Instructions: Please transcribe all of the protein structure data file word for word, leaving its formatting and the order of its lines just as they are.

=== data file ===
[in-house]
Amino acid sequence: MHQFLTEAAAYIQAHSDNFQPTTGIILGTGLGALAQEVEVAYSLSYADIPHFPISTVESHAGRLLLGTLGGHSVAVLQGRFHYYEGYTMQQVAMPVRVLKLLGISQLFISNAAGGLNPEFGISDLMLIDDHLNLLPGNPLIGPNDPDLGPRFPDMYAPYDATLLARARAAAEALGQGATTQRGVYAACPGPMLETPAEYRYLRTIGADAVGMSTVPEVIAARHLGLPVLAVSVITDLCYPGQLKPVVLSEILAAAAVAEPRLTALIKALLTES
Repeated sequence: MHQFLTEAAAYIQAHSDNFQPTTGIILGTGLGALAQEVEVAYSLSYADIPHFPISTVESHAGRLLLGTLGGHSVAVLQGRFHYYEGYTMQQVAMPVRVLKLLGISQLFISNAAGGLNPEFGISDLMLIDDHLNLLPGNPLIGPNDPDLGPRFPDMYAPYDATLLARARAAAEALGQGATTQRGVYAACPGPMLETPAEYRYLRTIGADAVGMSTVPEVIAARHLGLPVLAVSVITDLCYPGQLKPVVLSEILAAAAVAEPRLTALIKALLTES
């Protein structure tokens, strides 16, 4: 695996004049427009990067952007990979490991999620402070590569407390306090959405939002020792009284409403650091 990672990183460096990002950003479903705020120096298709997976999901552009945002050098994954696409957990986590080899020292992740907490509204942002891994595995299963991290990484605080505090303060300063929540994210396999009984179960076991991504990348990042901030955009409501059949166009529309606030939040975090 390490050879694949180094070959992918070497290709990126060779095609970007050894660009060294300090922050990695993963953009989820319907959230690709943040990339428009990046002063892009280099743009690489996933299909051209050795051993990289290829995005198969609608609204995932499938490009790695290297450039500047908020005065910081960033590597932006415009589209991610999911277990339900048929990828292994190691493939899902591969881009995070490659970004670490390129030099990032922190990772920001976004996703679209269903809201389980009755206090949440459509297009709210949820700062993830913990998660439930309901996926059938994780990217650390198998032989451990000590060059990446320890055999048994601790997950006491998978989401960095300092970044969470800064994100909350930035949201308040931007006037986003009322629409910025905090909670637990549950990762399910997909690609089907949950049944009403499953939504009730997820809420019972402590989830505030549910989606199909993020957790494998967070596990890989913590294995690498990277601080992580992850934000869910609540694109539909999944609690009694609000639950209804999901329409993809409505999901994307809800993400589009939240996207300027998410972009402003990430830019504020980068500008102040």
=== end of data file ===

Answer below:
[in-house]
Amino acid sequence: MHQFLTEAAAYIQAHSDNFQPTTGIILGTGLGALAQEVEVAYSLSYADIPHFPISTVESHAGRLLLGTLGGHSVAVLQGRFHYYEGYTMQQVAMPVRVLKLLGISQLFISNAAGGLNPEFGISDLMLIDDHLNLLPGNPLIGPNDPDLGPRFPDMYAPYDATLLARARAAAEALGQGATTQRGVYAACPGPMLETPAEYRYLRTIGADAVGMSTVPEVIAARHLGLPVLAVSVITDLCYPGQLKPVVLSEILAAAAVAEPRLTALIKALLTES
Repeated sequence: MHQFLTEAAAYIQAHSDNFQPTTGIILGTGLGALAQEVEVAYSLSYADIPHFPISTVESHAGRLLLGTLGGHSVAVLQGRFHYYEGYTMQQVAMPVRVLKLLGISQLFISNAAGGLNPEFGISDLMLIDDHLNLLPGNPLIGPNDPDLGPRFPDMYAPYDATLLARARAAAEALGQGATTQRGVYAACPGPMLETPAEYRYLRTIGADAVGMSTVPEVIAARHLGLPVLAVSVITDLCYPGQLKPVVLSEILAAAAVAEPRLTALIKALLTES
């Protein structure tokens, strides 16, 4: 695996004049427009990067952007990979490991999620402070590569407390306090959405939002020792009284409403650091 990672990183460096990002950003479903705020120096298709997976999901552009945002050098994954696409957990986590080899020292992740907490509204942002891994595995299963991290990484605080505090303060300063929540994210396999009984179960076991991504990348990042901030955009409501059949166009529309606030939040975090 390490050879694949180094070959992918070497290709990126060779095609970007050894660009060294300090922050990695993963953009989820319907959230690709943040990339428009990046002063892009280099743009690489996933299909051209050795051993990289290829995005198969609608609204995932499938490009790695290297450039500047908020005065910081960033590597932006415009589209991610999911277990339900048929990828292994190691493939899902591969881009995070490659970004670490390129030099990032922190990772920001976004996703679209269903809201389980009755206090949440459509297009709210949820700062993830913990998660439930309901996926059938994780990217650390198998032989451990000590060059990446320890055999048994601790997950006491998978989401960095300092970044969470800064994100909350930035949201308040931007006037986003009322629409910025905090909670637990549950990762399910997909690609089907949950049944009403499953939504009730997820809420019972402590989830505030549910989606199909993020957790494998967070596990890989913590294995690498990277601080992580992850934000869910609540694109539909999944609690009694609000639950209804999901329409993809409505999901994307809800993400589009939240996207300027998410972009402003990430830019504020980068500008102040």